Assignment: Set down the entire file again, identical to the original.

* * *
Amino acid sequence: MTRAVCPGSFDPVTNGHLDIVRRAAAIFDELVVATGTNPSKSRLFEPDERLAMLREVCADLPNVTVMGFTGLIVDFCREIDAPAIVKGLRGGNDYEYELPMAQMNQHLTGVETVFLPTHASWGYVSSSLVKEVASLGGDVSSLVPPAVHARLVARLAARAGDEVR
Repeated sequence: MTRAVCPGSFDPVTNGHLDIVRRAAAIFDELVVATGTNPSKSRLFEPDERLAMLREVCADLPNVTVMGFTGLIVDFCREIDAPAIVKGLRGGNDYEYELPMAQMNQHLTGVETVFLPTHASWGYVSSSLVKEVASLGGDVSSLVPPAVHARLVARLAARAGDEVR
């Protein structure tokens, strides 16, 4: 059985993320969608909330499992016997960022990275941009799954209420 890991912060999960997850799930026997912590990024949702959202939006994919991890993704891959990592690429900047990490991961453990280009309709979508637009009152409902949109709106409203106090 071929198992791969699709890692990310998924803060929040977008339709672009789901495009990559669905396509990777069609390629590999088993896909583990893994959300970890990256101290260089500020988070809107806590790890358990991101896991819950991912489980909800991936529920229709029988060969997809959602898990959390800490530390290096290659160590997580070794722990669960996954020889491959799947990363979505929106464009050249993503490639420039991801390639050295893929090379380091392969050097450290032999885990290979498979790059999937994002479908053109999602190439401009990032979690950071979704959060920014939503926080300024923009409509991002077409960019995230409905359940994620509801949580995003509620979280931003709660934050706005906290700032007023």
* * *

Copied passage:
Amino acid sequence: MTRAVCPGSFDPVTNGHLDIVRRAAAIFDELVVATGTNPSKSRLFEPDERLAMLREVCADLPNVTVMGFTGLIVDFCREIDAPAIVKGLRGGNDYEYELPMAQMNQHLTGVETVFLPTHASWGYVSSSLVKEVASLGGDVSSLVPPAVHARLVARLAARAGDEVR
Repeated sequence: MTRAVCPGSFDPVTNGHLDIVRRAAAIFDELVVATGTNPSKSRLFEPDERLAMLREVCADLPNVTVMGFTGLIVDFCREIDAPAIVKGLRGGNDYEYELPMAQMNQHLTGVETVFLPTHASWGYVSSSLVKEVASLGGDVSSLVPPAVHARLVARLAARAGDEVR
């Protein structure tokens, strides 16, 4: 059985993320969608909330499992016997960022990275941009799954209420 890991912060999960997850799930026997912590990024949702959202939006994919991890993704891959990592690429900047990490991961453990280009309709979508637009009152409902949109709106409203106090 071929198992791969699709890692990310998924803060929040977008339709672009789901495009990559669905396509990777069609390629590999088993896909583990893994959300970890990256101290260089500020988070809107806590790890358990991101896991819950991912489980909800991936529920229709029988060969997809959602898990959390800490530390290096290659160590997580070794722990669960996954020889491959799947990363979505929106464009050249993503490639420039991801390639050295893929090379380091392969050097450290032999885990290979498979790059999937994002479908053109999602190439401009990032979690950071979704959060920014939503926080300024923009409509991002077409960019995230409905359940994620509801949580995003509620979280931003709660934050706005906290700032007023």